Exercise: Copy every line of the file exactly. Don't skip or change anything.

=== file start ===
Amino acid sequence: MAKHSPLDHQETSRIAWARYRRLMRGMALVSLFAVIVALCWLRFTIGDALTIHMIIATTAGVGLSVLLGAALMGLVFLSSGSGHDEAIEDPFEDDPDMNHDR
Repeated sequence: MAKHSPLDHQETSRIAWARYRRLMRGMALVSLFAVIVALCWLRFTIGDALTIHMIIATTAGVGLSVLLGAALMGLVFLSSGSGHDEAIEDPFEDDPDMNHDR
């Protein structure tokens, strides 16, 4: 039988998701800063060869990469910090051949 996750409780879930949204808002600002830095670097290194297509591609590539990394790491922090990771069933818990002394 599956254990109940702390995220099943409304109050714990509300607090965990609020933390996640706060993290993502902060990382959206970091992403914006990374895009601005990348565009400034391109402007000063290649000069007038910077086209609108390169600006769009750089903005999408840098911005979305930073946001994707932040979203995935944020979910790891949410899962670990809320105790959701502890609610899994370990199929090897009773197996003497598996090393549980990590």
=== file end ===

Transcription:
Amino acid sequence: MAKHSPLDHQETSRIAWARYRRLMRGMALVSLFAVIVALCWLRFTIGDALTIHMIIATTAGVGLSVLLGAALMGLVFLSSGSGHDEAIEDPFEDDPDMNHDR
Repeated sequence: MAKHSPLDHQETSRIAWARYRRLMRGMALVSLFAVIVALCWLRFTIGDALTIHMIIATTAGVGLSVLLGAALMGLVFLSSGSGHDEAIEDPFEDDPDMNHDR
């Protein structure tokens, strides 16, 4: 039988998701800063060869990469910090051949 996750409780879930949204808002600002830095670097290194297509591609590539990394790491922090990771069933818990002394 599956254990109940702390995220099943409304109050714990509300607090965990609020933390996640706060993290993502902060990382959206970091992403914006990374895009601005990348565009400034391109402007000063290649000069007038910077086209609108390169600006769009750089903005999408840098911005979305930073946001994707932040979203995935944020979910790891949410899962670990809320105790959701502890609610899994370990199929090897009773197996003497598996090393549980990590």